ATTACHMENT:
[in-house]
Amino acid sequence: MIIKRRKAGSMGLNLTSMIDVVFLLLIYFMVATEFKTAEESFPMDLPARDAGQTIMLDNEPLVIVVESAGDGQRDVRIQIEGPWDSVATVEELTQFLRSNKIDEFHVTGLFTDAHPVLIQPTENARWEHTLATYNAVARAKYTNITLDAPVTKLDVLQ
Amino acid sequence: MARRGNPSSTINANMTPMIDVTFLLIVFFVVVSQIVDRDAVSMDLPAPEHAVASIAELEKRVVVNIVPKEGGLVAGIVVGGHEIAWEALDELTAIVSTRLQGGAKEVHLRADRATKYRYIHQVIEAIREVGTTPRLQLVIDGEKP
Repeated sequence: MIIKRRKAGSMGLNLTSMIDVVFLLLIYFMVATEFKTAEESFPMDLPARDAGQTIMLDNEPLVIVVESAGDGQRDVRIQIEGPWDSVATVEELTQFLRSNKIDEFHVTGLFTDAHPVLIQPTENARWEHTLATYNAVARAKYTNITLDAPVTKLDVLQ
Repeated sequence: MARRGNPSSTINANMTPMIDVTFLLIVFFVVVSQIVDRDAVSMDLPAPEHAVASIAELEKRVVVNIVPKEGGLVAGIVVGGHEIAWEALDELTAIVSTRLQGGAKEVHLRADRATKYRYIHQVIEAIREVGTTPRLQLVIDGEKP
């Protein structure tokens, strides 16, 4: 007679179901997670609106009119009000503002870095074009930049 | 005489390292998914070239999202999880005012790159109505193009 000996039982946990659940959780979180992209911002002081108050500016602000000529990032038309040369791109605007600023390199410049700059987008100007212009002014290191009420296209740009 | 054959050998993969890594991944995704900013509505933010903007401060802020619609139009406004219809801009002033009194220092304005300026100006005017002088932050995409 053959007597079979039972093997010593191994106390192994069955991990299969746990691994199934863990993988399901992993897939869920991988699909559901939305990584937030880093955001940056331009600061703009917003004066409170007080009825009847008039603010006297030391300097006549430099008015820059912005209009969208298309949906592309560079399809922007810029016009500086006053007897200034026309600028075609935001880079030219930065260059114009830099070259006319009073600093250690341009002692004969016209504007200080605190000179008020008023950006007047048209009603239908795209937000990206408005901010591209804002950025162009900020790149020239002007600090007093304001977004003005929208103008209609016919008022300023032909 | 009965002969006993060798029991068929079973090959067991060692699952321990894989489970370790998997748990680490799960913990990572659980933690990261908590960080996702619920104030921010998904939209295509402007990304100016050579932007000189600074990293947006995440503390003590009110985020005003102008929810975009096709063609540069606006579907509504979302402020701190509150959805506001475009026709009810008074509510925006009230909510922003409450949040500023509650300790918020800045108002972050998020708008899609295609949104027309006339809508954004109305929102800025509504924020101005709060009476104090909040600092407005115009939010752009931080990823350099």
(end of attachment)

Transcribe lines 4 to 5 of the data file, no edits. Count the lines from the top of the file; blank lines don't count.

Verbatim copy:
Repeated sequence: MIIKRRKAGSMGLNLTSMIDVVFLLLIYFMVATEFKTAEESFPMDLPARDAGQTIMLDNEPLVIVVESAGDGQRDVRIQIEGPWDSVATVEELTQFLRSNKIDEFHVTGLFTDAHPVLIQPTENARWEHTLATYNAVARAKYTNITLDAPVTKLDVLQ
Repeated sequence: MARRGNPSSTINANMTPMIDVTFLLIVFFVVVSQIVDRDAVSMDLPAPEHAVASIAELEKRVVVNIVPKEGGLVAGIVVGGHEIAWEALDELTAIVSTRLQGGAKEVHLRADRATKYRYIHQVIEAIREVGTTPRLQLVIDGEKP